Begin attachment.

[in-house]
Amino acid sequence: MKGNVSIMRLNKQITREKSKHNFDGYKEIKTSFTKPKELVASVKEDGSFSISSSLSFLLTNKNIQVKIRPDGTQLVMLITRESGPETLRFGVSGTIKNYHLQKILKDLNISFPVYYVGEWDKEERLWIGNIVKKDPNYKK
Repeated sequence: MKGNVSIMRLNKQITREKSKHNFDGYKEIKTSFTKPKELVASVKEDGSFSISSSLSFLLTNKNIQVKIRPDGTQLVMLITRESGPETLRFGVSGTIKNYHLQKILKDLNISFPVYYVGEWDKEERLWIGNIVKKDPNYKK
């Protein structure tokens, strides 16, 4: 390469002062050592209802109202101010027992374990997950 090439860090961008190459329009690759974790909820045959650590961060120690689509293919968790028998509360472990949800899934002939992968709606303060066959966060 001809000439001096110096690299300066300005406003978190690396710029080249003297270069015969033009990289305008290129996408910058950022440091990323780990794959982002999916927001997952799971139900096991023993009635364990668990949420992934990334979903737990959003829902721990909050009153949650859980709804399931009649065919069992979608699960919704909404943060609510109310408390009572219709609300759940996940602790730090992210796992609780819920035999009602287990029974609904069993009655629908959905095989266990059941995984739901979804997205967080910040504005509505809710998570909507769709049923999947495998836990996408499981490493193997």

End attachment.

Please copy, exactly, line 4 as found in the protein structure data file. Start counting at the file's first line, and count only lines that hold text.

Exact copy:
């Protein structure tokens, strides 16, 4: 390469002062050592209802109202101010027992374990997950 090439860090961008190459329009690759974790909820045959650590961060120690689509293919968790028998509360472990949800899934002939992968709606303060066959966060 001809000439001096110096690299300066300005406003978190690396710029080249003297270069015969033009990289305008290129996408910058950022440091990323780990794959982002999916927001997952799971139900096991023993009635364990668990949420992934990334979903737990959003829902721990909050009153949650859980709804399931009649065919069992979608699960919704909404943060609510109310408390009572219709609300759940996940602790730090992210796992609780819920035999009602287990029974609904069993009655629908959905095989266990059941995984739901979804997205967080910040504005509505809710998570909507769709049923999947495998836990996408499981490493193997």